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Faecal calprotectin delivers on convenience, cost reduction and clinical decision making in inflammatory bowel disease: a real world cohort study.

Intern Med J; 2018 Jul 02.
Artigo em Inglês | MEDLINE | ID: mdl-29962008

BACKGROUND:

Faecal calprotectin (FC) is an accurate biomarker of disease activity in inflammatory bowel disease (IBD), yet the cost/resource implications of incorporating FC into 'real world' practice remain uncertain.

AIM:

To evaluate the utility of FC in clinical decision-making and on healthcare costs in IBD.

METHODS:

Retrospective data including colonoscopy/ other investigations, medication, admission and surgical data were collected from hospital records and compared between two groups: (1) pre-FC historical cohort (2005-09) where colonoscopy was used to assess IBD activity versus (2) FC was used first instead (2010-14). Post-test costs were also compared.

RESULTS:

357 FC tests (246 patients, 2010-14) and 450 colonoscopies (268 patients, 2005-9) were performed. At subsequent review, both FC and colonoscopy (in their respective cohorts) were associated with changes in management in 50.7 vs 56.2% respectively (p=0.14) with similar proportions of subsequent IBD-related investigations within 6 months (21.8 vs 21.9%, p=1.0). Prior FC availability (2005-09), colonoscopy for disease reassessment cost $AUD606,578 (cost per patient-year $1887.34) versus $AUD282,048 (cost per patient-year $968.60) when FC+/-colonoscopy was used (2010-2014). Within the FC cohort, 73.6% did not proceed to colonoscopy within 6 months post-FC, 60.6% had not undergone colonoscopy post-FC by end of follow-up (median 1.8y (0.1,4.6) post-FC). Those with FC≥250 were scoped earlier than those with FC<100 µg/ml (median 0.49 vs 1.0 years, p=0.03).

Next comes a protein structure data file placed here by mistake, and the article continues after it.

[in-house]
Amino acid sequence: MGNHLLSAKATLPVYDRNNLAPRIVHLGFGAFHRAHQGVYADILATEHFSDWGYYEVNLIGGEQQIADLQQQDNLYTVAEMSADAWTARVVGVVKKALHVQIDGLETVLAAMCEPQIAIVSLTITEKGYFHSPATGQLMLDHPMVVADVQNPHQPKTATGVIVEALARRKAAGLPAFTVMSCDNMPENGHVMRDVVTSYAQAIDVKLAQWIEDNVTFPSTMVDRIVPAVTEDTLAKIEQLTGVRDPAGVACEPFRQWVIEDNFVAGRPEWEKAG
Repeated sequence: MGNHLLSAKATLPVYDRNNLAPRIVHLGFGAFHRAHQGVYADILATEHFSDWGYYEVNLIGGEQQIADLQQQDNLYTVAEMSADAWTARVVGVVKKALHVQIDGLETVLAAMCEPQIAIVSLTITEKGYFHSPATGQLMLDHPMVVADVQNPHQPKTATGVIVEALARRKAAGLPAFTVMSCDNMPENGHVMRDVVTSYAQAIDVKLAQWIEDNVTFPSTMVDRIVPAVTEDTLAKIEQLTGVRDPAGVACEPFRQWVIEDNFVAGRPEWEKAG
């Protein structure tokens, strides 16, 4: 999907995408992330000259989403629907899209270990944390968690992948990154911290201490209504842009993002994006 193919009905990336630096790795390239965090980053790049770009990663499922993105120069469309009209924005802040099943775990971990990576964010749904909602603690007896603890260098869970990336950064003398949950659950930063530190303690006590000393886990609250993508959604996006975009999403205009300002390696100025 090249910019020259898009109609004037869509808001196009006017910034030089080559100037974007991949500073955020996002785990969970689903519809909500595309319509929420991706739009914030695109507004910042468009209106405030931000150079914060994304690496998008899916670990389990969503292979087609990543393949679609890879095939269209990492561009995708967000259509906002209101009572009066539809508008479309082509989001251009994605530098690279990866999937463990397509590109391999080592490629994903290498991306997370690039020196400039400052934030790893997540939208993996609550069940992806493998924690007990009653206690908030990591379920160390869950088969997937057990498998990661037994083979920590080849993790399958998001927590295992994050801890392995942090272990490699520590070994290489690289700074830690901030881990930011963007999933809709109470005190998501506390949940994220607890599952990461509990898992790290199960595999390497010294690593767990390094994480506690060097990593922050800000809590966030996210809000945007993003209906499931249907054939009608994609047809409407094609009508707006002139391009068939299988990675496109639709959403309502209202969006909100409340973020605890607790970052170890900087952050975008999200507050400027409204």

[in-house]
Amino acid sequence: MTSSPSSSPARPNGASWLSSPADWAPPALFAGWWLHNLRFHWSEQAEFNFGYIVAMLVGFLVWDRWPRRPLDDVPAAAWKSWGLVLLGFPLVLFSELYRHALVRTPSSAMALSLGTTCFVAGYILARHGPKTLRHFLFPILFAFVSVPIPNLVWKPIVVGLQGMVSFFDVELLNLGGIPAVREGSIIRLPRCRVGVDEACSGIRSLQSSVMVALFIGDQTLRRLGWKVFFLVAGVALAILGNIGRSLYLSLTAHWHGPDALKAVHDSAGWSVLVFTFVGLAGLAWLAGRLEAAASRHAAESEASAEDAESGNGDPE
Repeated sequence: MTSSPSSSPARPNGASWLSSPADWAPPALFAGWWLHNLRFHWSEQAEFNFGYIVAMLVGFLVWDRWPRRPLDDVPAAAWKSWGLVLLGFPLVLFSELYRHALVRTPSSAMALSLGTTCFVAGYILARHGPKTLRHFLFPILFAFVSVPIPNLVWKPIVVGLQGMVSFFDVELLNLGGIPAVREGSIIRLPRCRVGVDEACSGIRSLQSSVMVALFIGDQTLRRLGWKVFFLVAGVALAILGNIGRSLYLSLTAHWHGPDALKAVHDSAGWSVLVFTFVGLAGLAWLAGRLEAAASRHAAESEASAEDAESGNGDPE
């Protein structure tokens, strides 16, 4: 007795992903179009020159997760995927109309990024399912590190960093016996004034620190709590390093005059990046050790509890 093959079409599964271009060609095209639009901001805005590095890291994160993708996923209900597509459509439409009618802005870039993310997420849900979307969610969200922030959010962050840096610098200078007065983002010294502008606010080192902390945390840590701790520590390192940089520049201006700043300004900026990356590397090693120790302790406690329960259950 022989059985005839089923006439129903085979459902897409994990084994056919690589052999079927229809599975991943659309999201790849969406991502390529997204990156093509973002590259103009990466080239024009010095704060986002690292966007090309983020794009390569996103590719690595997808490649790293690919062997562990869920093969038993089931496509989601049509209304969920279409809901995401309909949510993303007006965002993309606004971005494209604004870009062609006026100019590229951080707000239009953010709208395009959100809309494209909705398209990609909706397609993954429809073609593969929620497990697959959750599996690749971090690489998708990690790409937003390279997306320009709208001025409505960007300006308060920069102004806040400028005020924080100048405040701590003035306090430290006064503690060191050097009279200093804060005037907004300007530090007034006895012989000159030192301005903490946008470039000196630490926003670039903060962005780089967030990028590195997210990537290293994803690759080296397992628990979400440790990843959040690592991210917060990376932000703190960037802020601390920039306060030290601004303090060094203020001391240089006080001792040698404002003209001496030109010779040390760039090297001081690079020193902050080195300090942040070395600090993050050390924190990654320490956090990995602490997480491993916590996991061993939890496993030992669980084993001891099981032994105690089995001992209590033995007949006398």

CONCLUSIONS:

Introduction of FC into routine IBD care aided changes in clinical management in a similar proportion, yet at potentially half the total cost, compared to a historical colonoscopy-only cohort at the same centre. This article is protected by copyright. All rights reserved.